Those who knew me before I knew espresso and its dangerous side-affects, and those who knew me to steal and beg and plot and manoeuver for a sip of their hot smoky beverages, after I was introduced to its gateway powers.
Some of the latter people have heard me apologize many times. I
For I am a crazy person when I have had access to too much delicious caffeine.
It is all the fault of one wonderful person named azo. He's from Seattle. He was weaned on Vivace and after that it's all down hill. His first coffee in the morning must happen before all else, including conversations about anything other than the brewing of such cup.
A byproduct of falling in love with azo was becoming bewitched by exquisite espresso.
I have never been the same since.
But for full transparency I must admit to something at the onset:
I am not a daily user.
I remain a lightweight.
I am an odd sort: when I find ambrosia I take part. I can take it or leave it. Unless it's the pure, uncut stuff. Then I'm doomed. Like a ship's captain out at sea for too many years I fall prey to the sirens and lead my wooden vessel to the rocks like honey to a bear. It's bad. And no one can stop me. I must have it.
So... When I said that I was on my way to London a little over a month ago, a fellow named Anthony Silverbrow sent me a bunch of recommendations based on what, perhaps, he had seen me going on about at eggbeater and KQED.
And so I, like an innocent Dorothy skipping through a field of illegal poppies, took my wide-eyed self and made my way, stopping at every intersection looking at the A to Zed, to Square Mile Coffee Roasters at 273 Poyser Street, E2.
When I walked through an arched lane below railway tracks, and took a gander down what the street sign was listing as Poyser Street, I turned around and re-traced my steps. All I could see were auto-mechanics and a dead-end.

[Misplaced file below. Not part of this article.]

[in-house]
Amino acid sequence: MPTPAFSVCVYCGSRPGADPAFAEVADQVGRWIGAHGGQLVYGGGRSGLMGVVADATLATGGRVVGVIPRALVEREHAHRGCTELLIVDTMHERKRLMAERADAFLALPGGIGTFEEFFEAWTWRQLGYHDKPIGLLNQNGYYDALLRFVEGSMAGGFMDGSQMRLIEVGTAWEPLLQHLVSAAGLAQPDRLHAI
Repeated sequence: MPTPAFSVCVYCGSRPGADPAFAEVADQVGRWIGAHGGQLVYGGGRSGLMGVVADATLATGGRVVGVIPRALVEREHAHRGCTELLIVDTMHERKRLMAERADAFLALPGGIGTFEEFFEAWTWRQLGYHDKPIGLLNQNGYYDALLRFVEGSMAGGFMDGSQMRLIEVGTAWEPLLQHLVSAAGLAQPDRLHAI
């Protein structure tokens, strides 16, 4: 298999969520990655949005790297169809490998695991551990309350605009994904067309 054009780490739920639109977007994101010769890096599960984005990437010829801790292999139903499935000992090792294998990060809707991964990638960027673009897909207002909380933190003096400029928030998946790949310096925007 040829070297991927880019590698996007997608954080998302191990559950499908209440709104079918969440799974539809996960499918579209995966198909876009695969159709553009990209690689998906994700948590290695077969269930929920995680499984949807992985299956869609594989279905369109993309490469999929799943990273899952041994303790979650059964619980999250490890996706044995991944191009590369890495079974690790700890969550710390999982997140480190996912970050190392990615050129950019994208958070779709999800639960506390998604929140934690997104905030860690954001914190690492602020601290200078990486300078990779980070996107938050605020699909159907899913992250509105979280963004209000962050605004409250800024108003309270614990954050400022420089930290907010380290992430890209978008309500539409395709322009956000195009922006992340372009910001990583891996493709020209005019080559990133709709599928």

One walks through a blue corrugated steel doorway right into a roasting room. Loosely woven sacks of coffee beans are piled high on your right, massive machines that could very well explore the sea's floor with Jacques Cousteau sit still in their glory and a tiny counter are in front of you.
If you walk in there anything like me, this is how it goes:
me: walking comes to a confused standstill as I take it all in.
owner: "Um. Hello? Can I....... help you?"
me: "Hmmmm. Is this... Square Mile?"
owner: "Yes, but we don't sell anything here... well not exactly..."
owner: "Who sent you?"
me: "Um.... An- Anthony...?"
owner: "Do you know him?"
me: "Well.... not exactly."
owner: "O. I see. ?"
It was so much fun. You should try it some time. Especially when your accent stands out among the rest and everyone in other country thinks your people are stupid anyway.
But you know what?
After that incredibly awkward exchange I had a fantastic experience.
Because Square Mile Coffee Roasters is a small company with
obsessive passionate attention to detail, a love of all things coffee bean, and friendly. I was invited to stay and sit and chat and someone handsome and cheeky made a complimentary cappucino for me. Owner James Hoffmann educated me about the history of coffee in London and we even spoke briefly about Jeremy Tooker and Slow Food Nation's amazing coffee station staffed with extraordinary baristas.
They even let me take out my intrusive camera and shoot away. Find the photos on my Flickr page.
Beginning to soar, I went on a pilgrimage to find retail establishments for espresso such as this.
Next time I'm in London you might find me wrapped around a small porcelain mug at Milk Bar or Flat White. Hoarding, secreting. Pretending I'm really just a black tea drinker...
And that Square Mile Coffee Roasters cappucino?
Fucking sawed-off shotgun-stylee rocket fuel.
Strong and silky delectable elixir of double edged greatness.
You can be sure I'll be back.
Thank you James & Anthony!